Want to visit a city that’s surprisingly old and bursting with innovation? Book a ticket to Charleston. The South Carolina city has been doing its thing since the late 1600s — the uneven cobblestone streets won’t let you forget it — but in recent years, it’s seen a huge increase in, well, everything. People, one, and restaurants, shops, houses, and hotels.
You can’t find bad food in this town, that’s for sure, and over the past few years, the competition for the best places to stay has grown just as much. The real winner? You, who suddenly have many enviable options and different prices. From luxurious accommodations to grand, luxurious properties, here are our six favorite hotels in the Holy City.
The last few years have seen the opening of new hotels in Charleston. But the most suitable this year is Pinch. Located on a beautiful lane off King Street, no matter where you want to stay, you’ll find a hotel that’s even more beautiful than its surroundings. Rooms are spacious and complete with kitchenettes (a boon for those traveling with children), and the oyster bar, Quinte, is about as good a place to end a day of sightseeing as you’ll find. (A fusion French-Lowcountry restaurant called Lowland opens later this year.) Oh, before I go, don’t let the name fool you; this is not the place where you live when the whole town is booked or your trip is put together at the last minute. Pinch and support, through and through. Rooms from $595.
Emeline opened its doors in 2020, but the sheen did not last. Unlike many of its pastel neighbors, the rooms and lobby favor rich velvets and dark wood, and each area has its own rhythm. She is a noble lady, of course, but there is nothing shocking about the property of 212 rooms. Living and relaxing, on the contrary, is highly recommended – in the Coffee Shop in the morning, the terrace open all day, or the indoor / outdoor restaurant and bar , Frannie & the Fox, into the night. Rooms from $349.
If we lived in a perfect world, I would have a house with a bright and spacious and welcoming courtyard like Loutrel’s lobby. A large balcony that looks like daylight swinging inside? Big windows with a nice view? Weird clothes (too tall)? That familiar smell wafting through the air? Absolutely everything on my bingo card. The world, as it likes to remind us, is not perfect, and such a house is not in my future. This is proven by the fact that I can—and will—return to the 50-room apartment near King Street again and again. The rooms are spacious and spacious, the bar is buzzing, and the all-day lounge with good drinks and snacks seals the deal. Want more? Well, there’s also a rooftop terrace! Rooms from $349.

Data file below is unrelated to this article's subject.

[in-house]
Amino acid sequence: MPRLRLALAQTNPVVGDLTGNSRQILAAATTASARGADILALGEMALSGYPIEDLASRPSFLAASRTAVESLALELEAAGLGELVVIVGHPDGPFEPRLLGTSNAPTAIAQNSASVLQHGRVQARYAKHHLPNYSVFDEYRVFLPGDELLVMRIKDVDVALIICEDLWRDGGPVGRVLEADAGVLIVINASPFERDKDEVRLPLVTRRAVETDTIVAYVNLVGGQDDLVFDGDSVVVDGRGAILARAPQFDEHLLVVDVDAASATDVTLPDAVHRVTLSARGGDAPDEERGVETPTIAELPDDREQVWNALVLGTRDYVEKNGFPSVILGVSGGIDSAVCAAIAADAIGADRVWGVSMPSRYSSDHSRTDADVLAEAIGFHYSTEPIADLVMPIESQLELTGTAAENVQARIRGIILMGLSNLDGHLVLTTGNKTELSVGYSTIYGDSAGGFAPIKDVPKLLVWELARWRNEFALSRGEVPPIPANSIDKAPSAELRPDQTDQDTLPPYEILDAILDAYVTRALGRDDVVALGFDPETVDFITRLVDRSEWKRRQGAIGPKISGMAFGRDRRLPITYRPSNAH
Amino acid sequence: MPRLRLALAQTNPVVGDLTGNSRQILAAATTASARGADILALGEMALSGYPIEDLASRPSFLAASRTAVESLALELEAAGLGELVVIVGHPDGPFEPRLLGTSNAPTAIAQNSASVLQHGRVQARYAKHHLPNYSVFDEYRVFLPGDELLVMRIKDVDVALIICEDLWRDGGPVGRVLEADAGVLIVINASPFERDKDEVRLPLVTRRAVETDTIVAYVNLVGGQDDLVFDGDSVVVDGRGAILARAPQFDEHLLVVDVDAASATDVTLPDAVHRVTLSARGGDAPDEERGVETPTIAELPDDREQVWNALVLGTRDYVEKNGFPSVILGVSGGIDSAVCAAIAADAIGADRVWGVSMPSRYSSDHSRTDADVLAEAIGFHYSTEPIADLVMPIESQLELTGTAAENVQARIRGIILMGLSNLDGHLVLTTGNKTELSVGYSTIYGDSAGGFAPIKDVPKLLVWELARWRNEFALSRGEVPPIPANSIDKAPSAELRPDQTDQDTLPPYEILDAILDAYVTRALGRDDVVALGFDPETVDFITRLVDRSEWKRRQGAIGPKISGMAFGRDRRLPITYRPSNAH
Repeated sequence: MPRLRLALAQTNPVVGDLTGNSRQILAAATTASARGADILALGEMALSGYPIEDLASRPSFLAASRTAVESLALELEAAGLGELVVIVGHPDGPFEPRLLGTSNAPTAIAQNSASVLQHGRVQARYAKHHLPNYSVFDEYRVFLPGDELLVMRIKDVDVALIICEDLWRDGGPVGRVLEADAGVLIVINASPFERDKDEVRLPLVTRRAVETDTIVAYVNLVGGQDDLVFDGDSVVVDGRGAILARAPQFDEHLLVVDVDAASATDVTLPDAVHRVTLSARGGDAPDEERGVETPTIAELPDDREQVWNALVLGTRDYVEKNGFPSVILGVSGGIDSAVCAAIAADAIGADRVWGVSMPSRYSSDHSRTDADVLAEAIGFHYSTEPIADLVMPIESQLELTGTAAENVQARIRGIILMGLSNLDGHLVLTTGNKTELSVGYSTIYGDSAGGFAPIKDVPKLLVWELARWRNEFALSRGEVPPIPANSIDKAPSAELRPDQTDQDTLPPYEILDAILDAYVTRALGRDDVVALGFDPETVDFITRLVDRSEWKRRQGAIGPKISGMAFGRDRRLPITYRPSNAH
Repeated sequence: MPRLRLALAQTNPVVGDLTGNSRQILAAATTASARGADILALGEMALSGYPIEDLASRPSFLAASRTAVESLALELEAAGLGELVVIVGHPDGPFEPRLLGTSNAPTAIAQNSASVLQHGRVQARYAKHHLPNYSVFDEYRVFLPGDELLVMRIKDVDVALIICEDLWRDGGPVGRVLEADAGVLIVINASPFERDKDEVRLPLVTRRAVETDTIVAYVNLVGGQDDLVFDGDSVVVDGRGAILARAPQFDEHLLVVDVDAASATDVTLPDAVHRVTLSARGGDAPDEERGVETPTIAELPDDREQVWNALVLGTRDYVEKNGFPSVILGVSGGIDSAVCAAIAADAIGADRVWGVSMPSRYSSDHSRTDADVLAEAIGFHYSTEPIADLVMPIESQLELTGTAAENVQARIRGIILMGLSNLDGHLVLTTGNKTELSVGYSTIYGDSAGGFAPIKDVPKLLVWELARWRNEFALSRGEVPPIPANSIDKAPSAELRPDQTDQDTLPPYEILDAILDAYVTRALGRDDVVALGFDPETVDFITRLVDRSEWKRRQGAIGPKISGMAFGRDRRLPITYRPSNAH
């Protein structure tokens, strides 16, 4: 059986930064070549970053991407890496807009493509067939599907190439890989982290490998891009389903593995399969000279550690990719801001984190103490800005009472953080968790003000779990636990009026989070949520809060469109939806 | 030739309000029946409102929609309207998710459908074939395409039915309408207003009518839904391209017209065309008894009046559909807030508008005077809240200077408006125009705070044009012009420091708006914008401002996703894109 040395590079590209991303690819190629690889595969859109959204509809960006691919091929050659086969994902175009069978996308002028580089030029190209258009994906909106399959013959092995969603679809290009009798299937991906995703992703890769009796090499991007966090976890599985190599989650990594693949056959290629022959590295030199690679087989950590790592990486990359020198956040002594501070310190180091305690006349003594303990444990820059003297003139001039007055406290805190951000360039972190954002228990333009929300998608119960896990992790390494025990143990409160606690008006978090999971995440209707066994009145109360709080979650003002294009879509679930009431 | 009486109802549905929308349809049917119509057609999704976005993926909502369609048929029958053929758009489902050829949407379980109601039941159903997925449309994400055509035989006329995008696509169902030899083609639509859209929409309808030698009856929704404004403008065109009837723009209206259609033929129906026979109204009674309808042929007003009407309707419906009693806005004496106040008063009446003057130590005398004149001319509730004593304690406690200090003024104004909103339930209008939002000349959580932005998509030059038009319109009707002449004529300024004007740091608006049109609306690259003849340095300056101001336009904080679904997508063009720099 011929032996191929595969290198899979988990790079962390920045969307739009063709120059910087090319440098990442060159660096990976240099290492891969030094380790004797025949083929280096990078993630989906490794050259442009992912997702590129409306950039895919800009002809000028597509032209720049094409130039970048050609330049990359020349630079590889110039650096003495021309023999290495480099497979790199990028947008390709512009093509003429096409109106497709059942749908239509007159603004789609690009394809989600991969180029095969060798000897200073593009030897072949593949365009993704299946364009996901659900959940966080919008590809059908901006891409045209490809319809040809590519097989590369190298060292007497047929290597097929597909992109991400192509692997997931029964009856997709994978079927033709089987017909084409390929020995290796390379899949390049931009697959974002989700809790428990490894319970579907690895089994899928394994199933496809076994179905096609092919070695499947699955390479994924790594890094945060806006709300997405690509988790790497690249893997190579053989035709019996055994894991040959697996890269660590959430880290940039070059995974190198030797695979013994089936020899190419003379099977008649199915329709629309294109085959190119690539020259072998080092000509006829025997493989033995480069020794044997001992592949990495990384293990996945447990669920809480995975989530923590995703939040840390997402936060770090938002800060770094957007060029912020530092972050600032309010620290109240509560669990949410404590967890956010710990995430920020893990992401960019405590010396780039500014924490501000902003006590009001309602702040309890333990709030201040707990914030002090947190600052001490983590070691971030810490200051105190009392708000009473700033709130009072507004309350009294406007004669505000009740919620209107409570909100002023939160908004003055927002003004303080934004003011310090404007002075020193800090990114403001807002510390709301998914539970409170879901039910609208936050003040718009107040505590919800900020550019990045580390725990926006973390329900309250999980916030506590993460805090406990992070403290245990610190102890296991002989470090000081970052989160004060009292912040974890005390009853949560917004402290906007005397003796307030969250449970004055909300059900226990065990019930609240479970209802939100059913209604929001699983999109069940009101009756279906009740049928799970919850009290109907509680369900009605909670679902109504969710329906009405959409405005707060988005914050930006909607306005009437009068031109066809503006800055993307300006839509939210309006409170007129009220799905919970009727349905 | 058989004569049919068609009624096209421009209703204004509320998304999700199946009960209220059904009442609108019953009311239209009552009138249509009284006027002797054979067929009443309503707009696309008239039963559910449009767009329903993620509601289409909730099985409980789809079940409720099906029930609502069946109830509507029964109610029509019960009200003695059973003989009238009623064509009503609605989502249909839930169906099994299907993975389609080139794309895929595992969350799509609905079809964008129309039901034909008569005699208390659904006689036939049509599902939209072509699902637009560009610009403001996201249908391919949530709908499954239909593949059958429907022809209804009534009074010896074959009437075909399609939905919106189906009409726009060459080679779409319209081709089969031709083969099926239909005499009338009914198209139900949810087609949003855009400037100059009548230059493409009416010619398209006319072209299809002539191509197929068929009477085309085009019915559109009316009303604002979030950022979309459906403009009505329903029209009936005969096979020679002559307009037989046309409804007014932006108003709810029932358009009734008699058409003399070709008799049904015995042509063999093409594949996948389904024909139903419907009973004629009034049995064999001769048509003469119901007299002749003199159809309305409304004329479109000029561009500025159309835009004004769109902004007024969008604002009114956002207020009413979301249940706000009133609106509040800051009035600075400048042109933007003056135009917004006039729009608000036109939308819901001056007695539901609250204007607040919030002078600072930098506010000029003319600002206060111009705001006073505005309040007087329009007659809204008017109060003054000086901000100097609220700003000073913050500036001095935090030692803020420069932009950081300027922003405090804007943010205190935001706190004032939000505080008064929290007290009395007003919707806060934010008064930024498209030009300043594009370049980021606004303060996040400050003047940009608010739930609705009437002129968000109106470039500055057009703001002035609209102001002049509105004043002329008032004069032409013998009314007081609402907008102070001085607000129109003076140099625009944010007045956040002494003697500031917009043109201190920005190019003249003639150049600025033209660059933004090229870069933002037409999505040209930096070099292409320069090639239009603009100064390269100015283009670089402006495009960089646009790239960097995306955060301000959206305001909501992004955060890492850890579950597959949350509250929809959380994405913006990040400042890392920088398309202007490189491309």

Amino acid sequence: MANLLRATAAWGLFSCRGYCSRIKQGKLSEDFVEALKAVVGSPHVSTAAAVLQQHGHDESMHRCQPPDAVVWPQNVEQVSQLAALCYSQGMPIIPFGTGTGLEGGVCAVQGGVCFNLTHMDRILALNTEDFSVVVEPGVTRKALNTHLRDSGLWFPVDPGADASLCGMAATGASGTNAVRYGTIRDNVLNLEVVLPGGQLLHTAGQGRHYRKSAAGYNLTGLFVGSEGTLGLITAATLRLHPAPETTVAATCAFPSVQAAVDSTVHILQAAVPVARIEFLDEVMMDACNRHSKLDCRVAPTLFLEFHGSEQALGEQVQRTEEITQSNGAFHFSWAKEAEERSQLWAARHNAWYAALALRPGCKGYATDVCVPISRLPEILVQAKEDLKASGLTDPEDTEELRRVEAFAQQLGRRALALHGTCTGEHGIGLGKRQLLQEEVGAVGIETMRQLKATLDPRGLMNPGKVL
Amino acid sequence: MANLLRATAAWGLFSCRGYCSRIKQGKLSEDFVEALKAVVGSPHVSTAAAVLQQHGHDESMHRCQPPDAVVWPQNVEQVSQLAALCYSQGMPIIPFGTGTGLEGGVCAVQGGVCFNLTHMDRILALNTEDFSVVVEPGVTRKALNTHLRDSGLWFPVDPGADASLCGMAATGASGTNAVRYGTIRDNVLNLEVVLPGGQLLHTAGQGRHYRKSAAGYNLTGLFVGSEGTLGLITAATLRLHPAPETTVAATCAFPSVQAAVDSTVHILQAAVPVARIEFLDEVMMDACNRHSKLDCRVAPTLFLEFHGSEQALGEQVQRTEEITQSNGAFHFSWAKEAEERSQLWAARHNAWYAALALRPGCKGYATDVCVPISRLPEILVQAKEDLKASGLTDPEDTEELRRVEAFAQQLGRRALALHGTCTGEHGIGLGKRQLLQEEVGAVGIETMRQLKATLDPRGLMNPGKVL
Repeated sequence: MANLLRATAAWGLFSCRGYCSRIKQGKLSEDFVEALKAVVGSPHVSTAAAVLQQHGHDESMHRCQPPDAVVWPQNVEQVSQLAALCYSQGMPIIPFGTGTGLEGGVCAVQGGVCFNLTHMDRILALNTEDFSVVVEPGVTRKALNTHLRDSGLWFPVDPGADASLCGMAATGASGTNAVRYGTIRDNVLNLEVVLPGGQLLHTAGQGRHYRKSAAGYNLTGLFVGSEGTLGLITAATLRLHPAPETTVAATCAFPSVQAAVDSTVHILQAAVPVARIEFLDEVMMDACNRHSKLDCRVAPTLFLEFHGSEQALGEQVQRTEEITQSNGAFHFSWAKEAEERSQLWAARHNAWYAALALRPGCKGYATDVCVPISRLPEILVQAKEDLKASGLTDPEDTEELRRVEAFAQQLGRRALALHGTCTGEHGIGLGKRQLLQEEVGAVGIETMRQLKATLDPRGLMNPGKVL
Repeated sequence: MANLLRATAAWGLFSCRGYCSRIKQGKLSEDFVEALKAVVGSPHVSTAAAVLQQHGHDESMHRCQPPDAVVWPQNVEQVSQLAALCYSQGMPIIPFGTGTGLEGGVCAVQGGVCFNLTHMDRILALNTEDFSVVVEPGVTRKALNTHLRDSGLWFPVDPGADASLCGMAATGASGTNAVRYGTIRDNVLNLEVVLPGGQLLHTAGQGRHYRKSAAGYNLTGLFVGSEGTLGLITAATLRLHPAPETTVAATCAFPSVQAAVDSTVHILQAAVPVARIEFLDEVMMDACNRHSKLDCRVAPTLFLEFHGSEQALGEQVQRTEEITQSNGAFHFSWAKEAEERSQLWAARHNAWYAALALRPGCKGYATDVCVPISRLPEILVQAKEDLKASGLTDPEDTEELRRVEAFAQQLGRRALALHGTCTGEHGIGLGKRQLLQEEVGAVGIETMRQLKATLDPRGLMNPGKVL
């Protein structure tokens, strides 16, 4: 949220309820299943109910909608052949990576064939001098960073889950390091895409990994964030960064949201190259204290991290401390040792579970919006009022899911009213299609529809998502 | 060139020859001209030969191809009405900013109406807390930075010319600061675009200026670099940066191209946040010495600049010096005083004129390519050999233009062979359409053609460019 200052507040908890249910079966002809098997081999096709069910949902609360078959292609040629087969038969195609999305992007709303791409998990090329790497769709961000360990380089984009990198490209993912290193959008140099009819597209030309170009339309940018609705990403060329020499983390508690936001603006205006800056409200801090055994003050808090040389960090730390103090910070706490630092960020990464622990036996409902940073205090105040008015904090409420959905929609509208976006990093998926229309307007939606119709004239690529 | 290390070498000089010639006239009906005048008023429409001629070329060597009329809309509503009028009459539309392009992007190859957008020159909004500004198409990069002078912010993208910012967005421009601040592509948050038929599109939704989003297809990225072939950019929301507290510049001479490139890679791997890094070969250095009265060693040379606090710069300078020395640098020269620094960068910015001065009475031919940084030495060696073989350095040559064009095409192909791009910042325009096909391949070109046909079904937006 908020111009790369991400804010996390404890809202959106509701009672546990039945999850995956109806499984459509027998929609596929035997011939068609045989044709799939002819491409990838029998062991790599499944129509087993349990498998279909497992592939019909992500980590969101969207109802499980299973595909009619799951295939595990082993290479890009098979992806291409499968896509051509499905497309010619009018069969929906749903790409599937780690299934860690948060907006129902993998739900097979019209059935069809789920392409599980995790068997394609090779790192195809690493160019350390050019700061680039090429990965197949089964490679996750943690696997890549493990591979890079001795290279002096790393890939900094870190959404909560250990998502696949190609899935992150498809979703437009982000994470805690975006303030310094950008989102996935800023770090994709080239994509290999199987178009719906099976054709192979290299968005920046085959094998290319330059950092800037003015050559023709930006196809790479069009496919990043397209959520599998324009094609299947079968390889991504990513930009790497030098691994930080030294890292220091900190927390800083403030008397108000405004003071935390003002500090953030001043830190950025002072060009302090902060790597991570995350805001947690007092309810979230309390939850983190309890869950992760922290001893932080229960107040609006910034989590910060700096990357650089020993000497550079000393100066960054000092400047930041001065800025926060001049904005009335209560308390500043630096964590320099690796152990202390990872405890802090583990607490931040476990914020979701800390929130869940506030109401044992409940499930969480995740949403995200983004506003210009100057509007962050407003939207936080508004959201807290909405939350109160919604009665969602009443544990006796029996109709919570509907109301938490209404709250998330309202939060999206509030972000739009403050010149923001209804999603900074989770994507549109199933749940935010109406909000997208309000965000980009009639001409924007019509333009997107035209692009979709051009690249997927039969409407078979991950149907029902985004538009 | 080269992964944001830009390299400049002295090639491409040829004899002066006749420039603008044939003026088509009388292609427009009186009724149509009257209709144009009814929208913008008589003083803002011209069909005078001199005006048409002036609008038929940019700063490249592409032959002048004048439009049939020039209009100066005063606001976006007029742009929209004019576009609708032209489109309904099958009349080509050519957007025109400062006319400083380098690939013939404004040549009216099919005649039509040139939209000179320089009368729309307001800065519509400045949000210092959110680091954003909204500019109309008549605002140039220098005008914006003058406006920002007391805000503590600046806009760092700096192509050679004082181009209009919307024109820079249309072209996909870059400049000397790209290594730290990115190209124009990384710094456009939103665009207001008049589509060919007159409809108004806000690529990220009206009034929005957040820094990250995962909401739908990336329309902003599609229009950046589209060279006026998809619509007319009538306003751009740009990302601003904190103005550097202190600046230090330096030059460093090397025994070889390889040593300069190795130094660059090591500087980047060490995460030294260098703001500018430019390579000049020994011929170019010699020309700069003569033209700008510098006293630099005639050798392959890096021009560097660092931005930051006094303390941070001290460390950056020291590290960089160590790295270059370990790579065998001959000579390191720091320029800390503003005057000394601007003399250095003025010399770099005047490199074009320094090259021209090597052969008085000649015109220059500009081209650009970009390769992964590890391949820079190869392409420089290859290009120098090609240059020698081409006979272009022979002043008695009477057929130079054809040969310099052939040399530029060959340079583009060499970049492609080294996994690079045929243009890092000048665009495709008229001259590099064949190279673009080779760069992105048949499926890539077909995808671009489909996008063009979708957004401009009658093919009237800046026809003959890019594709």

Charleston is a city with many great things. Delicious oyster bars. A new restaurant, impossible to get into every week. A view of the harbor. If it lacked much, really, it was probably quirkiness. That changed in 2021, when the Ryder Hotel opened its doors. Elegant and charming – the 91-room resort takes its name from Jack Kerouac’s Dharma Bums hero, Japhy Ryder—this is not a quiet southern place. Here, the lobby is small but bright, the rooms are spacious and welcoming, and the space is unparalleled. But Little Palm, the pool and restaurant, is why you keep coming back. The indoor/outdoor bar isn’t just a night club – it’s the talk of the town. Rooms from $329.
So you want to feel like royalty – or royalty – when you’re in the city. Who doesn’t! Make a reservation at the Hotel Bennett, a 179-room luxury hotel on King Street north of King Street that meets international standards. If you can drag yourself out of your well-appointed room (no judgment if you don’t!) you’ll find street clubs, killer restaurants, and coffee shops. There’s also a decadent, pink (literally) champagne bar that begs to linger. Rooms from $499.
I love The Dewberry. The house, lobby, and rooms are beautiful—rich fabrics, deep-colored wood, wide stone floors—but the energy is soft. Welcome. A common level of friendliness in a community known for being friendly. Of course, the crown jewel of the resort is the Citrus Club, the hotel’s rooftop bar. Crossing nearly a full city block, you can’t beat the views or the music, but don’t discount the cookies and milkshakes in the basement of the Living Room restaurant. An absolute must. Rooms from $500.
Madison Vain is Digital Director at Esquire; a writer and editor based in New York, has worked in the past Entertainment Weekly and Sports Illustrated.